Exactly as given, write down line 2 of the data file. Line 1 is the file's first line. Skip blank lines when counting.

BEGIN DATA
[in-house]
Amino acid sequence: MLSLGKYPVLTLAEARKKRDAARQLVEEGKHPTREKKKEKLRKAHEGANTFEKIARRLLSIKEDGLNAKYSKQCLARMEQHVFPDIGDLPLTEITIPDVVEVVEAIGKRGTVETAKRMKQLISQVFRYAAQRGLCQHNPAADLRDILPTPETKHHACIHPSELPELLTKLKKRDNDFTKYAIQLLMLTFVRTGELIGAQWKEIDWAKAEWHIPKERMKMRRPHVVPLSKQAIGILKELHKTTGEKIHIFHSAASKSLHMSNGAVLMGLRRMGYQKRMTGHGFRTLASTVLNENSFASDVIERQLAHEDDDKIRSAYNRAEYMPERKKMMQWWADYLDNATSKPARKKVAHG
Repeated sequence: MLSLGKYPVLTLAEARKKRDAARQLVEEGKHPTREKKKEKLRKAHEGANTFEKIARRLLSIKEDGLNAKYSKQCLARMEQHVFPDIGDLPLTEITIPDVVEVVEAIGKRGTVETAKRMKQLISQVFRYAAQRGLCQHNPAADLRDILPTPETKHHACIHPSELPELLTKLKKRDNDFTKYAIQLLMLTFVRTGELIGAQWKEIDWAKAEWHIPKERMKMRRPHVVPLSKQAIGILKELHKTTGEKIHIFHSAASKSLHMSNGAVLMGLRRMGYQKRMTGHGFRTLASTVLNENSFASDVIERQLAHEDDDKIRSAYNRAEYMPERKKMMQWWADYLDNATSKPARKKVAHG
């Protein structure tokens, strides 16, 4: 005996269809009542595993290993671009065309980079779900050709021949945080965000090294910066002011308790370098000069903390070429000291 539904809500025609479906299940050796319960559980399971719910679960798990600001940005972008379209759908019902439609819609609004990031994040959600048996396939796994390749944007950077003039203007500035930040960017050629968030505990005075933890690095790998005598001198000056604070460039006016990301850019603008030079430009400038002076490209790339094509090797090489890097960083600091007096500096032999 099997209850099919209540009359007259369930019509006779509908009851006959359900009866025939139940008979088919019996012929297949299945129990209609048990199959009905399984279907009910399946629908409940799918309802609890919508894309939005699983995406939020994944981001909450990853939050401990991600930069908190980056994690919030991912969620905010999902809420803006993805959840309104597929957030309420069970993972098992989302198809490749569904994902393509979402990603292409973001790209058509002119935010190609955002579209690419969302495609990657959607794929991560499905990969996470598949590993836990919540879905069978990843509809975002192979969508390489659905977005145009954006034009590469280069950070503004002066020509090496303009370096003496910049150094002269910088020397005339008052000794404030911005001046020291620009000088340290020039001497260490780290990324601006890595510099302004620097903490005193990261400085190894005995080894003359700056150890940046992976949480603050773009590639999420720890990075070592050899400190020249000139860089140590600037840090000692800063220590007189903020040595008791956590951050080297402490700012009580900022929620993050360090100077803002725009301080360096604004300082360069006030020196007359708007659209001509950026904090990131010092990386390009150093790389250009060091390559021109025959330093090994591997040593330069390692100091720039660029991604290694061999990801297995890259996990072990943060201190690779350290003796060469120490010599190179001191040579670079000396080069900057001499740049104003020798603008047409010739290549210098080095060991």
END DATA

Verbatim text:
Amino acid sequence: MLSLGKYPVLTLAEARKKRDAARQLVEEGKHPTREKKKEKLRKAHEGANTFEKIARRLLSIKEDGLNAKYSKQCLARMEQHVFPDIGDLPLTEITIPDVVEVVEAIGKRGTVETAKRMKQLISQVFRYAAQRGLCQHNPAADLRDILPTPETKHHACIHPSELPELLTKLKKRDNDFTKYAIQLLMLTFVRTGELIGAQWKEIDWAKAEWHIPKERMKMRRPHVVPLSKQAIGILKELHKTTGEKIHIFHSAASKSLHMSNGAVLMGLRRMGYQKRMTGHGFRTLASTVLNENSFASDVIERQLAHEDDDKIRSAYNRAEYMPERKKMMQWWADYLDNATSKPARKKVAHG